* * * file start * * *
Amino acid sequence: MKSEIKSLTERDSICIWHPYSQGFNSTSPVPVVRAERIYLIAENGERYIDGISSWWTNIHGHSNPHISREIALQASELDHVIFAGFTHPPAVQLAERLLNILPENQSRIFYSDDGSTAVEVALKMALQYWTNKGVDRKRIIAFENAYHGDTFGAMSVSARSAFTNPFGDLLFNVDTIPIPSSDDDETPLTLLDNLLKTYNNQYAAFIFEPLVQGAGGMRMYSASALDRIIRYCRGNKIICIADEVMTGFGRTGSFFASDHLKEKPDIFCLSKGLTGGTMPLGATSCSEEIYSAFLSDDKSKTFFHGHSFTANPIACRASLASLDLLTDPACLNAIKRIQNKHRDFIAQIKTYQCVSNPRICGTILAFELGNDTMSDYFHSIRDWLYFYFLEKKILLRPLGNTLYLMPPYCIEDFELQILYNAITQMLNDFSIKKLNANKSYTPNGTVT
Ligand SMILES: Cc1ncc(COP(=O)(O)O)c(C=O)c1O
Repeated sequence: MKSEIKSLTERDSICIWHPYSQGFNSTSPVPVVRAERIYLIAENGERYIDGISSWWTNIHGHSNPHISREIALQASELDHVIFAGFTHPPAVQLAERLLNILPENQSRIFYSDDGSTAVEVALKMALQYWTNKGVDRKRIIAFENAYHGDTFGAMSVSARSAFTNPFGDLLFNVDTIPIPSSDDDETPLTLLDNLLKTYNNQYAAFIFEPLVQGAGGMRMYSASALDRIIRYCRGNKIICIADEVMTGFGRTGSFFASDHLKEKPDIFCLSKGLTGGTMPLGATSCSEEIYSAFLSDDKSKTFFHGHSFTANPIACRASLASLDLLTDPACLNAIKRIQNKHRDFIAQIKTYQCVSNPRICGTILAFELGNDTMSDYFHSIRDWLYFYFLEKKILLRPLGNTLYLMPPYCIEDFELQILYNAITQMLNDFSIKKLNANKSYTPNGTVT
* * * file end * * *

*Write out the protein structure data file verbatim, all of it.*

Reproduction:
Amino acid sequence: MKSEIKSLTERDSICIWHPYSQGFNSTSPVPVVRAERIYLIAENGERYIDGISSWWTNIHGHSNPHISREIALQASELDHVIFAGFTHPPAVQLAERLLNILPENQSRIFYSDDGSTAVEVALKMALQYWTNKGVDRKRIIAFENAYHGDTFGAMSVSARSAFTNPFGDLLFNVDTIPIPSSDDDETPLTLLDNLLKTYNNQYAAFIFEPLVQGAGGMRMYSASALDRIIRYCRGNKIICIADEVMTGFGRTGSFFASDHLKEKPDIFCLSKGLTGGTMPLGATSCSEEIYSAFLSDDKSKTFFHGHSFTANPIACRASLASLDLLTDPACLNAIKRIQNKHRDFIAQIKTYQCVSNPRICGTILAFELGNDTMSDYFHSIRDWLYFYFLEKKILLRPLGNTLYLMPPYCIEDFELQILYNAITQMLNDFSIKKLNANKSYTPNGTVT
Ligand SMILES: Cc1ncc(COP(=O)(O)O)c(C=O)c1O
Repeated sequence: MKSEIKSLTERDSICIWHPYSQGFNSTSPVPVVRAERIYLIAENGERYIDGISSWWTNIHGHSNPHISREIALQASELDHVIFAGFTHPPAVQLAERLLNILPENQSRIFYSDDGSTAVEVALKMALQYWTNKGVDRKRIIAFENAYHGDTFGAMSVSARSAFTNPFGDLLFNVDTIPIPSSDDDETPLTLLDNLLKTYNNQYAAFIFEPLVQGAGGMRMYSASALDRIIRYCRGNKIICIADEVMTGFGRTGSFFASDHLKEKPDIFCLSKGLTGGTMPLGATSCSEEIYSAFLSDDKSKTFFHGHSFTANPIACRASLASLDLLTDPACLNAIKRIQNKHRDFIAQIKTYQCVSNPRICGTILAFELGNDTMSDYFHSIRDWLYFYFLEKKILLRPLGNTLYLMPPYCIEDFELQILYNAITQMLNDFSIKKLNANKSYTPNGTVT